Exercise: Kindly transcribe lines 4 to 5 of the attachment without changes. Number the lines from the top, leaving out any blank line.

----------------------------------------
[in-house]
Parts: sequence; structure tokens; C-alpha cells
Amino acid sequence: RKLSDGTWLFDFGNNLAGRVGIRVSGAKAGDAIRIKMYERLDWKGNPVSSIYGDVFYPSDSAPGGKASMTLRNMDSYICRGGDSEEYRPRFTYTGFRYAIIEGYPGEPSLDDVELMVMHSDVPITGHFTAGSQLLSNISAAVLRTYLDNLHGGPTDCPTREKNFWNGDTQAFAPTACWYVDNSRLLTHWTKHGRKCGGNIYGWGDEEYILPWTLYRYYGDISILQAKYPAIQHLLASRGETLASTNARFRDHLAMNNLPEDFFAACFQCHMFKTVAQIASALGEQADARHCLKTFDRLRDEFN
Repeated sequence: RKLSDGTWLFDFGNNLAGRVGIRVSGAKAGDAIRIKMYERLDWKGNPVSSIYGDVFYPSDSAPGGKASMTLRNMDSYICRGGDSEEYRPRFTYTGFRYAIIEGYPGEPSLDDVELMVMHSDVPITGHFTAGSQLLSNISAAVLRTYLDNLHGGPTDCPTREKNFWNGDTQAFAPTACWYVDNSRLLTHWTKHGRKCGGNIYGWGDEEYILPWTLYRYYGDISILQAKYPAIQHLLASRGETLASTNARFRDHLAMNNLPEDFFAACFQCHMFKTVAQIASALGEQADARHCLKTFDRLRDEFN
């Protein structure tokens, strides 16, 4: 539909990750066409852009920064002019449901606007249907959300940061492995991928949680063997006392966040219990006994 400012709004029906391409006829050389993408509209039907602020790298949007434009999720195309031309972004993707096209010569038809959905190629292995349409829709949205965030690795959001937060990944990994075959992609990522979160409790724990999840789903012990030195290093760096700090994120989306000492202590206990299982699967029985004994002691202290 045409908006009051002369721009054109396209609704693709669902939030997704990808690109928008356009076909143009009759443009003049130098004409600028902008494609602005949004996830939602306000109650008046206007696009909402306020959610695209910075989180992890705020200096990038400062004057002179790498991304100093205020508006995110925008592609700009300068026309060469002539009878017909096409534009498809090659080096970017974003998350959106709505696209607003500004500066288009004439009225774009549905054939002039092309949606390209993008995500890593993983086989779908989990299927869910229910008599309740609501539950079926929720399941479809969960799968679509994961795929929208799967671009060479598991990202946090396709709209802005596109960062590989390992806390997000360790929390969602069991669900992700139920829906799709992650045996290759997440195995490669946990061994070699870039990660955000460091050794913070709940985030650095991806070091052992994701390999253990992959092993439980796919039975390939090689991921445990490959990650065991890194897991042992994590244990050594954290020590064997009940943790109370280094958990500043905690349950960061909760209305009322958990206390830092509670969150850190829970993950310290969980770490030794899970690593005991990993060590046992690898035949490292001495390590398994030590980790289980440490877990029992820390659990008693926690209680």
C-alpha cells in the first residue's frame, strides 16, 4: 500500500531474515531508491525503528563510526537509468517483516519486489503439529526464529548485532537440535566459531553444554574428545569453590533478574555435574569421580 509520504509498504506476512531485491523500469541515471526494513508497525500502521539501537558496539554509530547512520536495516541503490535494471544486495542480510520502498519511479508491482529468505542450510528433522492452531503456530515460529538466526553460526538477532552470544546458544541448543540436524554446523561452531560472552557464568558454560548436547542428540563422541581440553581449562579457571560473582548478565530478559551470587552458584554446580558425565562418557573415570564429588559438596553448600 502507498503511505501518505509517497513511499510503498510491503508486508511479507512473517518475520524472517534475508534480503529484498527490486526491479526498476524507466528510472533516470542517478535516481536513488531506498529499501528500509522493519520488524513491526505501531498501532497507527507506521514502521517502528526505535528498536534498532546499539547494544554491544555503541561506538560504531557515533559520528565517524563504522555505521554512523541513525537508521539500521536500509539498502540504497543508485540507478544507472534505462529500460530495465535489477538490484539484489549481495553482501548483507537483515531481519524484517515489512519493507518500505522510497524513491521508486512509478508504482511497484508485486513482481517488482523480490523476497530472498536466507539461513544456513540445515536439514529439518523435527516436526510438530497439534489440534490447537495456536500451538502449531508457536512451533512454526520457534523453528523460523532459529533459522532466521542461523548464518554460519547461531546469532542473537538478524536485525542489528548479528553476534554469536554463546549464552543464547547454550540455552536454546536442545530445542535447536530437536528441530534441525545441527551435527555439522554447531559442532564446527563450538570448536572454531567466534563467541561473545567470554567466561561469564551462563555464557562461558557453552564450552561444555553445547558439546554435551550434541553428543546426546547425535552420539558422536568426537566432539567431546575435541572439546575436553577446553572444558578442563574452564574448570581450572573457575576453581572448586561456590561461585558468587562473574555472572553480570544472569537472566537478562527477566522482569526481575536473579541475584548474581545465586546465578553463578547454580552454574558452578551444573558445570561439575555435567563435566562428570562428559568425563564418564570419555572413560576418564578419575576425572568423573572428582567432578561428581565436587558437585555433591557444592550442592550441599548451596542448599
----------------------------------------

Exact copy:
Repeated sequence: RKLSDGTWLFDFGNNLAGRVGIRVSGAKAGDAIRIKMYERLDWKGNPVSSIYGDVFYPSDSAPGGKASMTLRNMDSYICRGGDSEEYRPRFTYTGFRYAIIEGYPGEPSLDDVELMVMHSDVPITGHFTAGSQLLSNISAAVLRTYLDNLHGGPTDCPTREKNFWNGDTQAFAPTACWYVDNSRLLTHWTKHGRKCGGNIYGWGDEEYILPWTLYRYYGDISILQAKYPAIQHLLASRGETLASTNARFRDHLAMNNLPEDFFAACFQCHMFKTVAQIASALGEQADARHCLKTFDRLRDEFN
């Protein structure tokens, strides 16, 4: 539909990750066409852009920064002019449901606007249907959300940061492995991928949680063997006392966040219990006994 400012709004029906391409006829050389993408509209039907602020790298949007434009999720195309031309972004993707096209010569038809959905190629292995349409829709949205965030690795959001937060990944990994075959992609990522979160409790724990999840789903012990030195290093760096700090994120989306000492202590206990299982699967029985004994002691202290 045409908006009051002369721009054109396209609704693709669902939030997704990808690109928008356009076909143009009759443009003049130098004409600028902008494609602005949004996830939602306000109650008046206007696009909402306020959610695209910075989180992890705020200096990038400062004057002179790498991304100093205020508006995110925008592609700009300068026309060469002539009878017909096409534009498809090659080096970017974003998350959106709505696209607003500004500066288009004439009225774009549905054939002039092309949606390209993008995500890593993983086989779908989990299927869910229910008599309740609501539950079926929720399941479809969960799968679509994961795929929208799967671009060479598991990202946090396709709209802005596109960062590989390992806390997000360790929390969602069991669900992700139920829906799709992650045996290759997440195995490669946990061994070699870039990660955000460091050794913070709940985030650095991806070091052992994701390999253990992959092993439980796919039975390939090689991921445990490959990650065991890194897991042992994590244990050594954290020590064997009940943790109370280094958990500043905690349950960061909760209305009322958990206390830092509670969150850190829970993950310290969980770490030794899970690593005991990993060590046992690898035949490292001495390590398994030590980790289980440490877990029992820390659990008693926690209680």